João da Gama facts for kids
João da Gama (c. 1540 – after 1591) was a Portuguese explorer and colonial administrator in the Far East in the last quarter of the 16th century. He was the grandson of Vasco da Gama. João da Gama sailed from Macau to northeast and rounded Japan by north. He crossed the Pacific Ocean at the northernmost latitudes taken until then by Europeans. Forced by the circumstances of his voyage, he became also a circumnavigator (one of the first to do it eastwards). The lands northeast of Japan which João da Gama discovered were the target of legend and speculation in the centuries that followed, inspiring its search by European powers.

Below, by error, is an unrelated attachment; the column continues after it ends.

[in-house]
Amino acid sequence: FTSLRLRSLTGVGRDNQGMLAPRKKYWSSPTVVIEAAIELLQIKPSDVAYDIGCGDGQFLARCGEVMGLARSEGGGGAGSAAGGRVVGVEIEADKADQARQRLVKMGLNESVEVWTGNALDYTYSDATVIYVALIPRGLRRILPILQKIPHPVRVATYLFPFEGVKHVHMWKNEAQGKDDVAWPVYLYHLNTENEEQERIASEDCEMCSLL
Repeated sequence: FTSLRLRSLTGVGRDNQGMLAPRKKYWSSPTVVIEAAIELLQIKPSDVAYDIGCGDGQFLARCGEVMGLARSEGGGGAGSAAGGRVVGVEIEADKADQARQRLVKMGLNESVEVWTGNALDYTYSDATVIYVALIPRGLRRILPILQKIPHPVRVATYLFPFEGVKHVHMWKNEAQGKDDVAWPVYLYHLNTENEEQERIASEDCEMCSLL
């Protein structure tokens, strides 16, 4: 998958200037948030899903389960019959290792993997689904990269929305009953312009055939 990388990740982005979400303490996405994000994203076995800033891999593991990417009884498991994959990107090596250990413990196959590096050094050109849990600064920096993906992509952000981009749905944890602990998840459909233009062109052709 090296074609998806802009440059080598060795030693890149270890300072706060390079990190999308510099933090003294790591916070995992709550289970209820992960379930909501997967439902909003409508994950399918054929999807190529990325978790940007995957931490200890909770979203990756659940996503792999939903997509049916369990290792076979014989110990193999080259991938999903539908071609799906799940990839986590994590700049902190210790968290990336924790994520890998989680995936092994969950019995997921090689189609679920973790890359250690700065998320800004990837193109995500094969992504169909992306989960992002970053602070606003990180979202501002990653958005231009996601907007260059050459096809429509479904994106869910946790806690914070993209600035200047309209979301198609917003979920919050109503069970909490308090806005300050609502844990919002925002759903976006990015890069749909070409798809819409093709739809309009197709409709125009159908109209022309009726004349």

Early years and voyages to the East
Not much is known of his childhood and youth, though is believed that he was born around 1540. His parents were Guiomar de Vilhena, Countess of Vidigueira and Francisco da Gama, 2nd Count of Vidigueira, son of the explorer Vasco da Gama, the discoverer of the sea route to the East. He was married with Joana de Menezes and had one son, Vasco da Gama, who later became captain in Chaul. João da Gama became the captain of Malacca between 1578 and 1582. He received cordially the Portuguese representative who brought the news of the coronation of Philip II of Spain as king of Portugal, but only recognized the new order later, after indication of the Viceroy of India. He had numerous political conflicts within his mandate, caused by alleged personal irregularities that had brought him into political confrontation with the administrative bodies of the city, which led to a Judicial process. He was accused of harming the interests of Malacca and called to Lisbon to answer for his actions and expose his defense.